|didn't realize there was a pond there. The egret bolted as soon as he saw us|
|Springhill Nature Conservancy: can we get closer to that distant stand of maples?|
|Steve's charge yesterday morning. She again was running a fever. She did ask where I was|
|Tessa was healthy. Her mom was volunteering in Daniel's class|
After we both finished watching separate granddaughters, I asked Steve for the big lens so I could go photographing vultures on my running route. Deer car collisions are more frequent this time of year and there were 3 separate dead deer on a 1.5 mile stretch alone. Two were off in the wetlands. Turns out vultures don't like to get their feet wet but one was right on the road attracting about 20 vultures. Vultures are amazingly skittish flying off when I am 100 feet away but they land in the trees right above where with a telephoto lens, I should have no trouble photographing them. As these creatures are right above me as I run by, I carefully devise a path so I will not be in the direct line of fire. I can't imagine anything more disgusting than vulture poop.
I have been pooped on by a bird bigger than a vulture: a peacock. Years ago, I was running in Stanley Park in Vancouver BC, a beautiful run surrounded by sea and mountains. I went into the interior for water where a small zoo was. Above me in a tree was a peacock. Soon I was covered with peacock poop. I tried to get as much as possible out of my hair in a public restroom and with soap from a dispenser. It was a long drive back to Seattle for a more thorough cleaning.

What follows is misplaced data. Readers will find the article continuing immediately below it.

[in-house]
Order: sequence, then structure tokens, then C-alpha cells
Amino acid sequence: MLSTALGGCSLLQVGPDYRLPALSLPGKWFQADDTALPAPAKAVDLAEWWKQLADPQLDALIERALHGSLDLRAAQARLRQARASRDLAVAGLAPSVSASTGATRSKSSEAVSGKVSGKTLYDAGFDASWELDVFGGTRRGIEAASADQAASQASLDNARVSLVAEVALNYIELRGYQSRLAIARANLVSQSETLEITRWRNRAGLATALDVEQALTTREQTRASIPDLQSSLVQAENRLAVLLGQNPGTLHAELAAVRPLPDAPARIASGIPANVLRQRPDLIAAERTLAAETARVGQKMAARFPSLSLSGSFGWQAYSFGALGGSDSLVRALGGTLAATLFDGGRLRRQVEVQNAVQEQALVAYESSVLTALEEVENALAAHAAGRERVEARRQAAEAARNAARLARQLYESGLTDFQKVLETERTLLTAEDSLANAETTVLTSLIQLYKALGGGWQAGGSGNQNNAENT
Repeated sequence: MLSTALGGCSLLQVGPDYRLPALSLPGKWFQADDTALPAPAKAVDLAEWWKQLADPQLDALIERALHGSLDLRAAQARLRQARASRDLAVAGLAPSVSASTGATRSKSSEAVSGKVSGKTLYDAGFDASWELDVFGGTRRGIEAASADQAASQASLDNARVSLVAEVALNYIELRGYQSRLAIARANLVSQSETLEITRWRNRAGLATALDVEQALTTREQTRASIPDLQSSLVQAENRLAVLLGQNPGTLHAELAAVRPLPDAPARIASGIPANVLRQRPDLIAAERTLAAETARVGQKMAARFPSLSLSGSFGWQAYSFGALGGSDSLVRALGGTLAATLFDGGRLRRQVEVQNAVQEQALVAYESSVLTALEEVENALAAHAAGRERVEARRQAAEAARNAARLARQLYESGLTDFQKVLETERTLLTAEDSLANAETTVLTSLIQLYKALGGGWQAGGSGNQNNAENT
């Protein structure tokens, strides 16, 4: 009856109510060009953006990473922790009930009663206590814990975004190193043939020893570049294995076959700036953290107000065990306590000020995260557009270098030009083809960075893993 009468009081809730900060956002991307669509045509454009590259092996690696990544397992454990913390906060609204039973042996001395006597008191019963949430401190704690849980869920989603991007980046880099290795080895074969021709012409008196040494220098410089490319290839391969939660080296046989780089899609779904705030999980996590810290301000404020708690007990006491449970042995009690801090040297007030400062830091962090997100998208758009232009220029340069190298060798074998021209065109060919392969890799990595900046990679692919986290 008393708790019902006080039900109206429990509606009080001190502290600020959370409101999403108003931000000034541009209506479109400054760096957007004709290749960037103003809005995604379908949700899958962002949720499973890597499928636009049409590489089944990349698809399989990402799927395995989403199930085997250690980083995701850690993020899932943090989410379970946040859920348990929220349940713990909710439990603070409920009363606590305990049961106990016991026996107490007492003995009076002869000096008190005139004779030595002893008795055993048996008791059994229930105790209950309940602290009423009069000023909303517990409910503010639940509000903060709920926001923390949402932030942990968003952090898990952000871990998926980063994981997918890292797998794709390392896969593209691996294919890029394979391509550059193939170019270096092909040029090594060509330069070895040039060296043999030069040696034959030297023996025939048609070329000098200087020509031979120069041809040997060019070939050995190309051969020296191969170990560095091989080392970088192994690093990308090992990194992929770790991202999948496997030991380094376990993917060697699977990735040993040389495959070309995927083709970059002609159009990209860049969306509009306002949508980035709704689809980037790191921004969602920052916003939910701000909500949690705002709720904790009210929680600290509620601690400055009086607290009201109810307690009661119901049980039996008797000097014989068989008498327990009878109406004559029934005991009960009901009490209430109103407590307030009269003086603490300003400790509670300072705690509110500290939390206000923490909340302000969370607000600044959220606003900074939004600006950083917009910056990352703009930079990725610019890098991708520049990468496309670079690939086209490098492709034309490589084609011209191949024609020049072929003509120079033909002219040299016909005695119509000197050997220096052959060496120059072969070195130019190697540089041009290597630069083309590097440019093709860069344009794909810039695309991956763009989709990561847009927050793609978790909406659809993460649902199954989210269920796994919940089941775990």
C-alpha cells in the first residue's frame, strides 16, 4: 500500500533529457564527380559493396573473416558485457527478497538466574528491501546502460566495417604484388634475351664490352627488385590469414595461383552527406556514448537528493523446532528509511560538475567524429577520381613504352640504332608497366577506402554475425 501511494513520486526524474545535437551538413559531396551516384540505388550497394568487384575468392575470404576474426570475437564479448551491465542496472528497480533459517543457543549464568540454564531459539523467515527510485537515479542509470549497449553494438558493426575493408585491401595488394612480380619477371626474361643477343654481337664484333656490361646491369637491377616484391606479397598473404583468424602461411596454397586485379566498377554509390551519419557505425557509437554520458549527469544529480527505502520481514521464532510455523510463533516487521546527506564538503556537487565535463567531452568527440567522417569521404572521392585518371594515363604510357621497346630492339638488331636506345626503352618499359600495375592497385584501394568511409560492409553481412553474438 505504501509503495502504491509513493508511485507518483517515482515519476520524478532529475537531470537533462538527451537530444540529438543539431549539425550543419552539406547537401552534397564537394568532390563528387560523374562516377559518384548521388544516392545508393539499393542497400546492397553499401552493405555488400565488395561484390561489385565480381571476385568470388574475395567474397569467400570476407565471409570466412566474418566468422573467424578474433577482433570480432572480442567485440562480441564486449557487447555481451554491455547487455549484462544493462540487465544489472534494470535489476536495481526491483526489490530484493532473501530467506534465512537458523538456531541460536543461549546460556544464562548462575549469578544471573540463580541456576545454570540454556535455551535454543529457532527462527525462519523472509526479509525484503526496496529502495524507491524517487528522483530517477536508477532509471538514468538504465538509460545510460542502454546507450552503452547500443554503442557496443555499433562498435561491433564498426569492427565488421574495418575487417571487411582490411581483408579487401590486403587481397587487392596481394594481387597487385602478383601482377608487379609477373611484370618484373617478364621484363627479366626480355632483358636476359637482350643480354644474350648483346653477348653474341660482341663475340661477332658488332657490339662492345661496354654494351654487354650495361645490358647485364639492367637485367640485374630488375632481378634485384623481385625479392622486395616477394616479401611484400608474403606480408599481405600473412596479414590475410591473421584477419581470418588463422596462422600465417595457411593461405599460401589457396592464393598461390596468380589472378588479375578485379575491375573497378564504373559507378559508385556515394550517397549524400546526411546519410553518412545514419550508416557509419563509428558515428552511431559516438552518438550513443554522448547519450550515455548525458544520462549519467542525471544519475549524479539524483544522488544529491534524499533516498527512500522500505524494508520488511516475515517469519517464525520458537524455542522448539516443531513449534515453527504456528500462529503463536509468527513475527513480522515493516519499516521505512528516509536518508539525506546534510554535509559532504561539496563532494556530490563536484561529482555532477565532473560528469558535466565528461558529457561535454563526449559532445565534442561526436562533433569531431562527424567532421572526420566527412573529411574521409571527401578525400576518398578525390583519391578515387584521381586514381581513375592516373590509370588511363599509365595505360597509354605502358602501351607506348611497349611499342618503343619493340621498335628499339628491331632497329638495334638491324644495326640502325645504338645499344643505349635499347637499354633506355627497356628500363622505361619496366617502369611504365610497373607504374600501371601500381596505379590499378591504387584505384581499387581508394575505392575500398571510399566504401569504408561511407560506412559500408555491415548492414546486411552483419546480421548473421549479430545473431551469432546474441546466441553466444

Peacocks eat grains; vultures eat decaying meat so being hit by a vulture would be extra disgusting. According to this bird rescue group I used to take the Girl Scouts to, a vulture's last line of defense is to vomit on you. This has happened when they have attempted to rescue injured vultures.
Maybe Steve was nervous about me taking the 'good' camera out but he said he would go with me. The deer carcass was there but no vultures. Maybe they migrated since I saw them 2 days ago? They will leave eventually. We saw a few circling way above. On to take photos of leaves instead. Earlier that morning on my run, my tunnel of trees looked so beautiful with the sun shining on them. I wanted to capture that but now the lighting was all wrong. We walked around the township park nearby. They do have a stand of dense trees, not maples,, we started to walk through but I was wearing sandals and I could see I narrowly missed poison ivy.
On to the Springhill Nature Preserve further down on my alternate running route. I take it now when the early sun hurts my eyes going east but the downside is that there is a very steep hill and I need to cross a very busy road. I had taken a small break on my route Monday and from a viewing platform overlooking a large meadow, I could see a stand of flaming maples in the distance. We walked to them. After a long stretch around the meadow, the path went through a dense maple forest on a hill overlooking a pretty pond. Too dense for poison ivy to survive (they need light). Although it was very overcast, we did take some pretty photos. I wish I had worn more appropriate footwear.
It is bicycling day. The winds are at a minimum today though stronger than last week. When the traffic clears, I will be out there. Then off to be fingerprinted and then my cooking class for survivors. Yep I should just be eating foods from that class but cheesy caramel corn tastes so good.